1. Limited time only! Sign up for a free 30min personal tutor trial with Chegg Tutors
    Dismiss Notice
Dismiss Notice
Join Physics Forums Today!
The friendliest, high quality science and math community on the planet! Everyone who loves science is here!

Homework Help: Time to slide down a ramp w/ no friction

  1. Jun 27, 2012 #1
    1. The problem statement, all variables and given/known data
    A wet bar of soap (m=150g) slides down a 2m long ramp at 7.3° relative to the horizontal. How long does it take to reach the bottom?

    2. Relevant equations
    d = 1/2at2

    3. The attempt at a solution
    The answer is apparently 1.81 seconds, although I can't figure out how.

    I can figure out the height of the ramp to be 0.25m, but using the equation above tells me that it should only take 0.22 seconds if you use gravity as the acceleration. What am I doing wrong?
  2. jcsd
  3. Jun 27, 2012 #2
    You have the equation just substitute.
  4. Jun 27, 2012 #3
    How do you figure? If I substitute 9.8 for acceleration and 2m for distance I get 0.63 seconds, and if I substitute 0.25m for distance I get 0.22 seconds for time....and neither of which are right.
  5. Jun 27, 2012 #4
    You should be able to differentiate between g and a.
  6. Jun 27, 2012 #5
    isn't gravity the only acceleration here?
  7. Jun 27, 2012 #6
    Hello TrpnBils,
    Resolve the acceleration due to gravity parallel to the incline because the actual path the soap travels is along the inclined plane.This should give you the the "a" in your equation and the "d" is already given.
  8. Jun 27, 2012 #7
    As you see the body is accelerating not towards the earth but slanting.
    If you drop a mass it will accelerate at the rate of g.
    In your case it is moving to the left or right as well as downward.
  9. Jun 27, 2012 #8
    okay, so if I assume 9.8 is pointing down (the Y axis) and I use sin(7.3) = 9.8/L then that gives me a diagonal component of 77m/s^2? That doesn't make sense....
  10. Jun 27, 2012 #9
    Analogy 6=4+2

    Since acceleration is vector, we can also make 2 components.
    BUT the total of these components should be equal to original vector.
    Evaluate you calculation.
  11. Jun 27, 2012 #10
    Like the other one I threw on here tonight, I see now that the acceleration is less than that of gravity....I just can't figure out why you do the calculation the way that you do. In this problem, if I take sin(7.3) * 9.8, I get an acceleration of 1.24m/s^2 which works out to be right. I just don't know WHY I multiply the sin(7.3) by gravity when the laws we all learned in trig were Sin(theta) = Opposite/Hypotenuse.....and in this case, the 9.8 is the "opposite" while the acceleration along the length of the ramp is the unknown (hypotenuse). In my mind, if you plug them in that way, you should be DIVIDING 9.8 by Sin(7.3).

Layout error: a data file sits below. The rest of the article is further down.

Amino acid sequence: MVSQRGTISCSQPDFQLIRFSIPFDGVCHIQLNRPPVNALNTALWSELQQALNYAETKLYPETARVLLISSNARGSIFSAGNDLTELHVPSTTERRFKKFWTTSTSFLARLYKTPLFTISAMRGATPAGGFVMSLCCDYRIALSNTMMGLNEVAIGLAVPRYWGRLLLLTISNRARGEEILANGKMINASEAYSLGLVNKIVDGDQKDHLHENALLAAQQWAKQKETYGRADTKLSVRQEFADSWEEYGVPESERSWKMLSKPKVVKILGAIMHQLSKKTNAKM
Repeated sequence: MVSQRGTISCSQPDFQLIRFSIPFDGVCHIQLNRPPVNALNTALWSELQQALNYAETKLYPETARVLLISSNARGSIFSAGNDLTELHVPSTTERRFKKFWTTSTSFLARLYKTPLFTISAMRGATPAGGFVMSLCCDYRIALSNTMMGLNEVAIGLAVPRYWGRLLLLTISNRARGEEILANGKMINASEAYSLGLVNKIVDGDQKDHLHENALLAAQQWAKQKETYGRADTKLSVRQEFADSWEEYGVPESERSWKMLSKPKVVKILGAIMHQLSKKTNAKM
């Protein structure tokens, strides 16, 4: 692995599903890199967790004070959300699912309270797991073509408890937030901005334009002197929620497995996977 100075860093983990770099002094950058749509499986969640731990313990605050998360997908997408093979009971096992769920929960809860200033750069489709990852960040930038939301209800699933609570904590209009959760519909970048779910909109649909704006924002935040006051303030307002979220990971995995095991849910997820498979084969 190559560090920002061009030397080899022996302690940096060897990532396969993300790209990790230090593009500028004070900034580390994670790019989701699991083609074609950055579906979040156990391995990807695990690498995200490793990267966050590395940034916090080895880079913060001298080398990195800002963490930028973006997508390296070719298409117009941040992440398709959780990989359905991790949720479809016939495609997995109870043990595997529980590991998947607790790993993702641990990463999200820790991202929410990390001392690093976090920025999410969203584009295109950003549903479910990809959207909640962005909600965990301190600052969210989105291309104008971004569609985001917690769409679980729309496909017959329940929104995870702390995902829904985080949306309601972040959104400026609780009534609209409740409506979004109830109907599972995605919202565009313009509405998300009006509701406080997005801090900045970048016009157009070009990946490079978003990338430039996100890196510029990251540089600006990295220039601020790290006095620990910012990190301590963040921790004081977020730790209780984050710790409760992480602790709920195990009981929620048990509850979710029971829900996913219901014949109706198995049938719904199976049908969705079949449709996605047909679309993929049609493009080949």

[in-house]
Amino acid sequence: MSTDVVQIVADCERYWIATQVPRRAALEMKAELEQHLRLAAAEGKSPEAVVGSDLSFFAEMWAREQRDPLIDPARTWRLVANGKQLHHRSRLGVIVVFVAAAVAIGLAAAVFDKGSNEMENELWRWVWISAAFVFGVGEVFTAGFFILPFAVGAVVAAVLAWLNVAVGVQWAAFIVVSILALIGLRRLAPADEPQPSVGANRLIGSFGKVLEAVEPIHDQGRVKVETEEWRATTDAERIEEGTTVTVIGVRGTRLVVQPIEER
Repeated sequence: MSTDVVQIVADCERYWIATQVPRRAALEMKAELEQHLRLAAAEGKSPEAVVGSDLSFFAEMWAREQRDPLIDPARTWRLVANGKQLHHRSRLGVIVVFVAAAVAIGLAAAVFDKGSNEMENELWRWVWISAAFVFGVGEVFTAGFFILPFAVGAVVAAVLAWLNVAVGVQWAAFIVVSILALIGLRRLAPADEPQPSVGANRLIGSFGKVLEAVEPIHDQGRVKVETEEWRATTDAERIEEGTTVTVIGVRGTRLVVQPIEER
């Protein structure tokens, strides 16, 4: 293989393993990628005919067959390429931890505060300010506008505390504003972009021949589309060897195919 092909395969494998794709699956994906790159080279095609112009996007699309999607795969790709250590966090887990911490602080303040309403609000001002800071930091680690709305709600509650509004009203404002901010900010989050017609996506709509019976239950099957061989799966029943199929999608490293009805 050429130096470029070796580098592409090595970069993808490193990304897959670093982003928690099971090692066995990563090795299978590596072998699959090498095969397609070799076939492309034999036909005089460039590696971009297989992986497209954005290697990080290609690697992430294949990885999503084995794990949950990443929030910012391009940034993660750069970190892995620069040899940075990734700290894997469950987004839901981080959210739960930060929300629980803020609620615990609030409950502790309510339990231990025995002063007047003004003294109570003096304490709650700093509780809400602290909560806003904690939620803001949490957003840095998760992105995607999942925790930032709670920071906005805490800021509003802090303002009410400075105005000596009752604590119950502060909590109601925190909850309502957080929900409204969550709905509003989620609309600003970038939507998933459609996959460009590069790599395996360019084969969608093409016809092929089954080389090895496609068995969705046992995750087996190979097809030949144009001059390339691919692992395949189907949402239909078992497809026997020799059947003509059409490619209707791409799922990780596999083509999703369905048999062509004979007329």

Why is it the other way?
  12. Jun 27, 2012 #11
    As you see from my analogy, 6 is bigger than any of its components.
    So in vector addition with right angle triangle, you should know where is the highest value and its 2 components.
  13. Jun 27, 2012 #12
    Yeah, the hypotenuse is always going to be the largest....but that still doesn't answer my question about why I'm multiplying by sine of the angle rather than dividing by it.
  14. Jun 27, 2012 #13
    Ok you get that right.
    Then how do you calculate the value of opposite and adjacent with the given hypotenuse?
  15. Jun 27, 2012 #14
    Isn't the value of gravity (9.8) the value for opposite since it's the vertical acceleration?
  16. Jun 27, 2012 #15
    No, the diagonal is acceleration due to gravity. A vector can be resolved into two components. When you find the resultant of the resolved vectors, you get the same vector back. See the figure below:
    (Sorry for an inaccurate figure, i know its dirty. :P)
    We have to find the component of g along the ramp.
    Do you now see why you use 9.8sin(7.3)?
  17. Jun 27, 2012 #16
    The diagram makes sense, yes, but why would the diagonal vector be 9.8 considering gravity isn't accelerating in the diagonal direction? This seems like it should be a pretty straightforward problem and I don't know why I'm having problems with this or the other one I asked about tonight....
  18. Jun 27, 2012 #17
    You should rotate the diagram anticlockwise 45°.
    Then you see the g is pointing down.
    And the opposite side becomes parallel to the inclined plane.
  19. Jun 27, 2012 #18
    I sketched that out on my paper, but logically I have absolutely no idea why you would do that. If I am standing in at the base of a ramp, gravity is not accelerating at the angle of that ramp down towards my feet.
  20. Jun 27, 2012 #19
    Now try standing on a slippery ramp .
    Do you feel something pulling you forward parallel to the inclined.
  21. Jun 27, 2012 #20
    Maybe it would help me if you all saw what I'm picturing in my head.....

    In my mind, I'm picturing this ramp at 7.3 degrees from the horizontal. Gravity acts vertically downward, not along the length of the ramp....

    I'm wrong, but I don't see the logic behind doing it so that gravity acts down the length of the ramp. To me, doing it that way just seems to arbitrarily rotate the ramp to point gravity in a new direction....why not just turn the whole thing upside down? It seems just as logical that way to me.....

    Attached Files:

Share this great discussion with others via Reddit, Google+, Twitter, or Facebook